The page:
Rather than take a dim view of dysfunctional and irresponsible national politicians e I look at the current manufactured debt limit crisis and am pleasantly surprised. That the politicians are wrestling with US government deficits even to the extent that they are is more than I hoped for. Are various figures lying? Hypocritical? Irrational? Manipulative? Even if true, so what. My expectation bar is so low I feel fortunate that the Repubs are even willing to try to take on entitlements spending or to risk government shutdown. Last time they did that under Clinton they got the blame. Whether their latest moves represent courage or calculation that conditions are more favorable to them at least they are trying to cut spending.

Friedman suggests best to raise the debt limit by an amount that will get thru the election only if Obama tries to cut back on spending.

Raise the limit by an amount that will require further action before the election unless Obama manages to substantially reduce federal expenditure, but which can be pushed past the election if he does. It will then be in Obama's self-interest to find ways of cutting federal spending, which is a better guarantee than any legislative promises that Congress can pass today and break tomorrow.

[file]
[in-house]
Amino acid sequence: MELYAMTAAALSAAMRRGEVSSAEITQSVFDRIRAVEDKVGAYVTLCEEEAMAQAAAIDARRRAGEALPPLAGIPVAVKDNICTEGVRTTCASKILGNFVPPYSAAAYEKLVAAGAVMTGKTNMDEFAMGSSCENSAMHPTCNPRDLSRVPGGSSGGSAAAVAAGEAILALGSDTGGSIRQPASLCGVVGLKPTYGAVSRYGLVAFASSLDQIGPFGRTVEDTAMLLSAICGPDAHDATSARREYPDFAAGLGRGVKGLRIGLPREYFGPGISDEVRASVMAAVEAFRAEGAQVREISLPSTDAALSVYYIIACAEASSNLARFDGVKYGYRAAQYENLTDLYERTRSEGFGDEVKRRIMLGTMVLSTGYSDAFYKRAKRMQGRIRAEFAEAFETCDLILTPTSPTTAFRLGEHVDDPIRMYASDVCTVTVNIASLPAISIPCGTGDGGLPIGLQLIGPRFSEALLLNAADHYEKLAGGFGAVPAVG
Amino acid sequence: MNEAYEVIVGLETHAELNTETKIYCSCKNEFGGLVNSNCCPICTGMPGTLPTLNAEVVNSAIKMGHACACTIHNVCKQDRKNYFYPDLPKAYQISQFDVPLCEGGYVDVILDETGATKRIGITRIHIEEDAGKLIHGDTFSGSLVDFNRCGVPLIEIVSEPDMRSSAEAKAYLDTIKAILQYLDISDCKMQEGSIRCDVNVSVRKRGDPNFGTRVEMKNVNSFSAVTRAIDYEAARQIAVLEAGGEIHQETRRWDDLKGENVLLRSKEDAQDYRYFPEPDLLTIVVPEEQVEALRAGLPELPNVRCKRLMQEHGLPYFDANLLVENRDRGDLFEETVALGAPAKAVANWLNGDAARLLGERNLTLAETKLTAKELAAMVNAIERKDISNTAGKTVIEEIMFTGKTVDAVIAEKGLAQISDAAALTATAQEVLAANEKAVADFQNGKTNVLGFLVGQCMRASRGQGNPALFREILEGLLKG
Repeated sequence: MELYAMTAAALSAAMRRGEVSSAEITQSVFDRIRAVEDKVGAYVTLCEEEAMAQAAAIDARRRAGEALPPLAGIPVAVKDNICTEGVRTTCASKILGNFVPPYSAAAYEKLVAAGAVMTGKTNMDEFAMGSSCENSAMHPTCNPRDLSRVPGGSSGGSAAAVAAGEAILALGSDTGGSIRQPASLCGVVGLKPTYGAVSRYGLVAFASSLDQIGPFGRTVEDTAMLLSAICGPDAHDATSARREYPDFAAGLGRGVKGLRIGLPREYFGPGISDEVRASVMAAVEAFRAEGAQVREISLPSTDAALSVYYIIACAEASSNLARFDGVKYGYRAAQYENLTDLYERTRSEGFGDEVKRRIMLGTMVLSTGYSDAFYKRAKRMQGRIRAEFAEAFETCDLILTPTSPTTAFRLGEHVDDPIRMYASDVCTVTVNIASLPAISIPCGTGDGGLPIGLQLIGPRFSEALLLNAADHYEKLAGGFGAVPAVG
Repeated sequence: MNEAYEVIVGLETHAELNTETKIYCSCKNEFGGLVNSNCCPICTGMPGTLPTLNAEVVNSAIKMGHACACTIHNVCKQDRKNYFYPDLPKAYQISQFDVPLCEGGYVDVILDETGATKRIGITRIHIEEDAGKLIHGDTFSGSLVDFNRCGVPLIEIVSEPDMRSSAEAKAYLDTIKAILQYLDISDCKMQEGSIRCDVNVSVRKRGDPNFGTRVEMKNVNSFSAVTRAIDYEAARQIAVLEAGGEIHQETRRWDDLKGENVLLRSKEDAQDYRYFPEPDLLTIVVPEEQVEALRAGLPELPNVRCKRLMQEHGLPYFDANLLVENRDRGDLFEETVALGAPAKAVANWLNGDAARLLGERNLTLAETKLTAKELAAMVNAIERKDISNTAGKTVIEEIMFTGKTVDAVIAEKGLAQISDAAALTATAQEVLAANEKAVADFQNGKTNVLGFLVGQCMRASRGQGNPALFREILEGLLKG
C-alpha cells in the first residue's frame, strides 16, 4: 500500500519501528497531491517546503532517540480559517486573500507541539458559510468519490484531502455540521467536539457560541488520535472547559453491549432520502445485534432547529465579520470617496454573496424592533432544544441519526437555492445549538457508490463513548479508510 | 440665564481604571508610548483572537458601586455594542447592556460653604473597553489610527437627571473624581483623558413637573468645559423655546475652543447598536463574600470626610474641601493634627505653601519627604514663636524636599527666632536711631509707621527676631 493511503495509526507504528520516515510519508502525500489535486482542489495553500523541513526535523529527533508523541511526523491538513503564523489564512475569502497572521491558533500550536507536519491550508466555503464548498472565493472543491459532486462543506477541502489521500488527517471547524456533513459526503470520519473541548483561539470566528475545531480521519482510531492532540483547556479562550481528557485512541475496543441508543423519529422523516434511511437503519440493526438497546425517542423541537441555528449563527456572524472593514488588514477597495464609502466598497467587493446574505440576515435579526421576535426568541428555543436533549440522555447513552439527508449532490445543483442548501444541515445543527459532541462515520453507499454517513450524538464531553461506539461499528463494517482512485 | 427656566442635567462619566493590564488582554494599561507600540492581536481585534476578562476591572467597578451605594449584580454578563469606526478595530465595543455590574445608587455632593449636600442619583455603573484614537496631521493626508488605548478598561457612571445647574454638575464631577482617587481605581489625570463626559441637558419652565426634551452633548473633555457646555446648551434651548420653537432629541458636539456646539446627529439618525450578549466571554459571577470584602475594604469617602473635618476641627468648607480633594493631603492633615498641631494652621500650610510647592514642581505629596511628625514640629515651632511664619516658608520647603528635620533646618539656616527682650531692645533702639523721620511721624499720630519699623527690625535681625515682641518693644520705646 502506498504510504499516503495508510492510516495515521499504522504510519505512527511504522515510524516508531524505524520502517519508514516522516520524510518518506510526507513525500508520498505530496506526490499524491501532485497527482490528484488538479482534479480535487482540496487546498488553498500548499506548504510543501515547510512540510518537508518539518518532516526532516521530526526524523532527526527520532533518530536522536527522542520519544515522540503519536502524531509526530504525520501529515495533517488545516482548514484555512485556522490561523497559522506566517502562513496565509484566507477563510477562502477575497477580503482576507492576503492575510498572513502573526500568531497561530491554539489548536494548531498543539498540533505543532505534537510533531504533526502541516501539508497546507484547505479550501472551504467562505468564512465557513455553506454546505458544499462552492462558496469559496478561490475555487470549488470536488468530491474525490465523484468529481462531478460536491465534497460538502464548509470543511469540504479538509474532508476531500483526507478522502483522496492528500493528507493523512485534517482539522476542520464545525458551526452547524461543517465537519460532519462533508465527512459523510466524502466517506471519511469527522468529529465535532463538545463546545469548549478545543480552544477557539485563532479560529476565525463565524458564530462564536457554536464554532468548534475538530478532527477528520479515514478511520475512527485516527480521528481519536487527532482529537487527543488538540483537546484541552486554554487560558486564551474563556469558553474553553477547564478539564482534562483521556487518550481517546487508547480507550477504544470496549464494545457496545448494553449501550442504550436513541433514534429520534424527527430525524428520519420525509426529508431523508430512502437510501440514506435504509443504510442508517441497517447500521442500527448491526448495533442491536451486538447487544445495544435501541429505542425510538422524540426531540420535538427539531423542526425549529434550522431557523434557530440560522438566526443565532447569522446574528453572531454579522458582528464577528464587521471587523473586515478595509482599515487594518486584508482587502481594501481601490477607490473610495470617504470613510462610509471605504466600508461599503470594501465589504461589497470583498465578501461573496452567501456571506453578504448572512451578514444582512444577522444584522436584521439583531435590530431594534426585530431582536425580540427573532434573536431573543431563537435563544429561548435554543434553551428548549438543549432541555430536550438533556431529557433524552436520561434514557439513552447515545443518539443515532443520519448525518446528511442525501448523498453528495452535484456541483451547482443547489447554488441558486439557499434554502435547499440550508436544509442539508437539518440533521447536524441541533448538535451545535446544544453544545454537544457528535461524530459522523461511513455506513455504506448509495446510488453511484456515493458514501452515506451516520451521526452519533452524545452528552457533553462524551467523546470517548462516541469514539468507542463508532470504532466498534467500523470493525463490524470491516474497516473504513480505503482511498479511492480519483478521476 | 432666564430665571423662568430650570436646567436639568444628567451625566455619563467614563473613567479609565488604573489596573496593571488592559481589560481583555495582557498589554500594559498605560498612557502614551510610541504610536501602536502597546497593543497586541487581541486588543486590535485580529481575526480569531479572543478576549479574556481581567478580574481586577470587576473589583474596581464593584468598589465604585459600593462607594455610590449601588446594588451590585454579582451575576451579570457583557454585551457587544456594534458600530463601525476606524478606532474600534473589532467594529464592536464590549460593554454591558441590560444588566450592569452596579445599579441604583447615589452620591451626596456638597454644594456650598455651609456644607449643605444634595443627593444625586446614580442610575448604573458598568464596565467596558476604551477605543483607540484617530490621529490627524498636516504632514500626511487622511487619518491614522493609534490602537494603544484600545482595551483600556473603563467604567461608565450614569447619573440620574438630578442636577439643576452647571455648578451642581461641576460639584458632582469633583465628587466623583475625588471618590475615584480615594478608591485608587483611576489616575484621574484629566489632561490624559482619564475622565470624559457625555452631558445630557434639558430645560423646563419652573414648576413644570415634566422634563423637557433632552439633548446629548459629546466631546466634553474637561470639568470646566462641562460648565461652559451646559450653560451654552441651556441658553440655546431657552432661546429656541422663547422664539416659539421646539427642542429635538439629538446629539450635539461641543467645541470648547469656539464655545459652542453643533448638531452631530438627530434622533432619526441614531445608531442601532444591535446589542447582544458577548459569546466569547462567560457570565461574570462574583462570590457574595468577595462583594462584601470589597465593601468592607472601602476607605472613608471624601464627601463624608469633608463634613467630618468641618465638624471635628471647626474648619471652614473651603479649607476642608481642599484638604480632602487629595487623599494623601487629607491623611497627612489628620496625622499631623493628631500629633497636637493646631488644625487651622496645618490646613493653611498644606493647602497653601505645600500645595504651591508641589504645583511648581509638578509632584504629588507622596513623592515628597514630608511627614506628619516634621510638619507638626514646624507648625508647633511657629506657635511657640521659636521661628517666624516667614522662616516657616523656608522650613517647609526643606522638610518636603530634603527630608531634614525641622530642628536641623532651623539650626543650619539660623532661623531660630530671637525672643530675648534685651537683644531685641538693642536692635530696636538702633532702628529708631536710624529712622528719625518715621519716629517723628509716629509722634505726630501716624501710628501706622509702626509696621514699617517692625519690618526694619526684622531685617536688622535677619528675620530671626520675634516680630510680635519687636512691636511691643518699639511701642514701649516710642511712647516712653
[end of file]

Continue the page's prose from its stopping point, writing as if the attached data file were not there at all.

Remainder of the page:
Of course, it is also an incentive to find ways of increasing tax revenue—but until the election, the Republican House is in a position to deal with that problem.

The voters don't want to choose between lower services and higher taxes. Voter preferences run toward more entitlements, higher services, and lower taxes. In an era with low economic growth, an aging population, and rising health care costs they are going to have to settle for fewer entitlements and eventually higher taxes as well. Political crises over debt limits will force these trade-offs sooner than would be the case if we waited for markets to drive up interest rates or force the Federal Reserve to inflate away the debt.

Share |      By Randall Parker at 2011 July 31 01:06 PM  Economics Political

bbartlog said at July 31, 2011 4:26 PM: